The Fairy Tales of the Brothers Grimm
The Folio Society
- Posted on:
- Tuesday, March 13th, 2012
- Tony Geer
- Posted in:
- Arthur Rackham, Illustrated, The Folio Society
The Brothers Grimm were popular German academics, cultural researchers and authors who published several collections of European folktales. The first edition of the first two volumes were published in 1812 and 1814 respectively, with several editions being published in the following years, with stories being added, edited or entirely removed from one edition to the next. This edition by The Folio Society contains sixty of the Grimm Brothers’ most popular tales, including Snow White, Hansel and Gretel and Red Riding Hood.
About this Folio Society Edition
This is a facsimile of the 1909 edition published by London, Constable & Co. Ltd. in England, limited to 750 numbered copies that were signed by Arthur Rackham. At the same time, a very similar American edition was published by Doubleday, Page & Company and limited to only 50 copies that were also signed by the artist. Interestingly, the 1909 editions were actually updated versions of ones published in 1900 and 1907 that were also illustrated by Arthur Rackham, who had this to say in the Prefatory Note of the newest edition (this note is not included in this fascimile edition by The Folio Society):
Some years ago a selection of “Grimm’s Fairy Tales” with one hundred illustrations of mine in black and white was published - in 1900, by Messrs. Freemantle & Co., and afterwards by Messrs. Archibald Constable & Co., Ltd.
At intervals since then I have been at work on the original drawings, partially or entirely re-drawing some of them in colour, adding new ones in colour and in black and white, and generally overhauling them as a set, supplementing and omitting, with a view to the present edition.
Of the forty coloured illustrations, many are elaborations of the earlier black and white drawings or are founded on them. The frontispiece, and those facing pp. 34, 70, 94, 104, 116, 118, and 190 are entirely new, and several of the text illustrations also have not been published before. The remaining illustrations in the text have been reconsidered and worked on again to a greater or lesser degree.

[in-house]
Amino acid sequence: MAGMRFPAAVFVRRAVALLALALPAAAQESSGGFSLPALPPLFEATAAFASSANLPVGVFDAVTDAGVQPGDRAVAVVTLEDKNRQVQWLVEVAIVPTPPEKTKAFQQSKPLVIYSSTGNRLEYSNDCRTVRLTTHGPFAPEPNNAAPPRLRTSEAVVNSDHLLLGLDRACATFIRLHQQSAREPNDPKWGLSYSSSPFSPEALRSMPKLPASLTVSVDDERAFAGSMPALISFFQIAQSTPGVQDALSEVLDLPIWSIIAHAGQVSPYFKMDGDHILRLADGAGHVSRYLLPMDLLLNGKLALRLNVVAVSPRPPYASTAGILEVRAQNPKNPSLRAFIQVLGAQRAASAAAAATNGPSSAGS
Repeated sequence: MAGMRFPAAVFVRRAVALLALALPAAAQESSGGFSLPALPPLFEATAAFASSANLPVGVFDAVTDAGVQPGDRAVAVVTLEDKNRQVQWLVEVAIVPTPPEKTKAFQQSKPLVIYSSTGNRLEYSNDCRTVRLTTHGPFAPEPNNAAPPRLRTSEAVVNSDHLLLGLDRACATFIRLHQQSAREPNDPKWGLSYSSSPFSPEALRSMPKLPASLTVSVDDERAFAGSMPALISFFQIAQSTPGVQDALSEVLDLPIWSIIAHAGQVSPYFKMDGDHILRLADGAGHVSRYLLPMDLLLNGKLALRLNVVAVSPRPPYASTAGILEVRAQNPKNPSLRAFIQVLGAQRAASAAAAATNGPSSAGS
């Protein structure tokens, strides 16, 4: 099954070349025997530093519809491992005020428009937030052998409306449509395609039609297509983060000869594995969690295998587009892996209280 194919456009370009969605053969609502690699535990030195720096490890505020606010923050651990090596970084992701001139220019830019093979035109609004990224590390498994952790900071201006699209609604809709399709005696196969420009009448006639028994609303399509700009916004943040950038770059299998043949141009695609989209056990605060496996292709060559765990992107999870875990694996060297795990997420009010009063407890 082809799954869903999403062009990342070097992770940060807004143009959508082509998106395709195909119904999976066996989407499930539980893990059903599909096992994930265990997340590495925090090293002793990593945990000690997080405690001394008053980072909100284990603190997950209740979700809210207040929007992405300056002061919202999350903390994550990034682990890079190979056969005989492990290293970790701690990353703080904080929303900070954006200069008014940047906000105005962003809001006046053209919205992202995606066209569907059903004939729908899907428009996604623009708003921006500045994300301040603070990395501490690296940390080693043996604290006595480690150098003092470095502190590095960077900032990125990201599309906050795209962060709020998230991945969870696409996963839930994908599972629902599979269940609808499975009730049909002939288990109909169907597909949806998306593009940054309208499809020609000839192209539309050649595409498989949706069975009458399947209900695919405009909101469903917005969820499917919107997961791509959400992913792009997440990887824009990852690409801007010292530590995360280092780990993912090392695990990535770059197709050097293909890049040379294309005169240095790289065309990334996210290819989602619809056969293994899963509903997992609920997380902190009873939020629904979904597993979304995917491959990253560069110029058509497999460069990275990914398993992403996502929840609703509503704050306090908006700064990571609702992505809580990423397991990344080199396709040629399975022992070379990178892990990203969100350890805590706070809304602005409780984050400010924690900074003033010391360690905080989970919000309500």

Because those earlier editions were lavishly produced and are now pretty old and hard to come by, fine copies now sell for thousands of pounds. Having a facsimile that’s affordable is therefore a great way to read the stories and examine the artwork at a much more affordable price.
- Full cloth
- Edgar Lucas
- Arthur Rackham
- 40 colour plates and numberous black and white
- 10” x 7 1/2”
It was set in Scotch Roman at The Folio Society and printed in Great Britain at Martins the Printers Ltd., Berwick-up-Tweed, on Caxton Wove paper and bound by Hunter and Foulis, Haddington, in full cloth.
For only 320 pages, the book is quite thick, though it’s surprisingly light and can be easily read for extended periods of time. The Caxton Wove paper is very thick and has a nice texture, it won’t bend or leave marks very easily, so you can afford to handle it without being afraid. The numerous black and white illustrations are reproduced very sharply and look great on the paper.
The coloured illustrations are on glossy paper and also look pretty great. For me, Rackham is the quintessential fairy tale illustrator, right up there with Charles van Sandwyk, and I couldn’t imagine reading this without his contribution.
About the Illustrator - Arthur Rackham
Arthur Rackham (1867—1939) was a prolific, award-winning book English illustrator. He clearly had a preference for fairy tales, illustrating books by The Brothers Grimm, Charles Perrault, Hans Christian Andersen and highly-regarded versions of Cinderella and The Sleeping Beauty.
He initially turned down an offer by Kenneth Grahame to illustrate The Wind in the Willows when it was first published in 1908, a decision that he greatly regretted afterwards. However, thirty years later, he was invited by George Macy to illustrate the same book for Macy’s Limited Editions Club, a project which he gladly accepted. It would turn out to be his final commission, and The Wind in the Willows was published posthumously in 1940 to critical acclaim. He won gold medals in Milan, Venice, Barcelona and Paris for his work.
Pictures of The Fairy Tales of the Brothers Grimm
The pictures that follow are of the sixteenth printing of the 1996 edition, published in 2011.